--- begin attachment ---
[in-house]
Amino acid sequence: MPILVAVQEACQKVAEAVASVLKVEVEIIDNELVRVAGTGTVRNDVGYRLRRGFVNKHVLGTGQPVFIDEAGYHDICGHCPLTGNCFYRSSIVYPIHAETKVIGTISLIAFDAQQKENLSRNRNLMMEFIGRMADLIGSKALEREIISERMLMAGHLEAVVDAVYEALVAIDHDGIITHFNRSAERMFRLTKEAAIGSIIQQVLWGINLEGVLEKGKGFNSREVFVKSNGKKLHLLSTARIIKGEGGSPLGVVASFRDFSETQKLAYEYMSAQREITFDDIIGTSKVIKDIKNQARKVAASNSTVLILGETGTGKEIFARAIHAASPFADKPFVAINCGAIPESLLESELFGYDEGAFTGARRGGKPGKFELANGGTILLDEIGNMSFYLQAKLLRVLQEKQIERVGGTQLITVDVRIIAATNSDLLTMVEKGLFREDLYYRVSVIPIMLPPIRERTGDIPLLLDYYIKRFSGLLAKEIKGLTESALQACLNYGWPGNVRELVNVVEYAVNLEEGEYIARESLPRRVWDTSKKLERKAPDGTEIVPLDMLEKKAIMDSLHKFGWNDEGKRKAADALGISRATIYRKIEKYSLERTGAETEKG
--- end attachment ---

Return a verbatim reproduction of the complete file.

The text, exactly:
[in-house]
Amino acid sequence: MPILVAVQEACQKVAEAVASVLKVEVEIIDNELVRVAGTGTVRNDVGYRLRRGFVNKHVLGTGQPVFIDEAGYHDICGHCPLTGNCFYRSSIVYPIHAETKVIGTISLIAFDAQQKENLSRNRNLMMEFIGRMADLIGSKALEREIISERMLMAGHLEAVVDAVYEALVAIDHDGIITHFNRSAERMFRLTKEAAIGSIIQQVLWGINLEGVLEKGKGFNSREVFVKSNGKKLHLLSTARIIKGEGGSPLGVVASFRDFSETQKLAYEYMSAQREITFDDIIGTSKVIKDIKNQARKVAASNSTVLILGETGTGKEIFARAIHAASPFADKPFVAINCGAIPESLLESELFGYDEGAFTGARRGGKPGKFELANGGTILLDEIGNMSFYLQAKLLRVLQEKQIERVGGTQLITVDVRIIAATNSDLLTMVEKGLFREDLYYRVSVIPIMLPPIRERTGDIPLLLDYYIKRFSGLLAKEIKGLTESALQACLNYGWPGNVRELVNVVEYAVNLEEGEYIARESLPRRVWDTSKKLERKAPDGTEIVPLDMLEKKAIMDSLHKFGWNDEGKRKAADALGISRATIYRKIEKYSLERTGAETEKG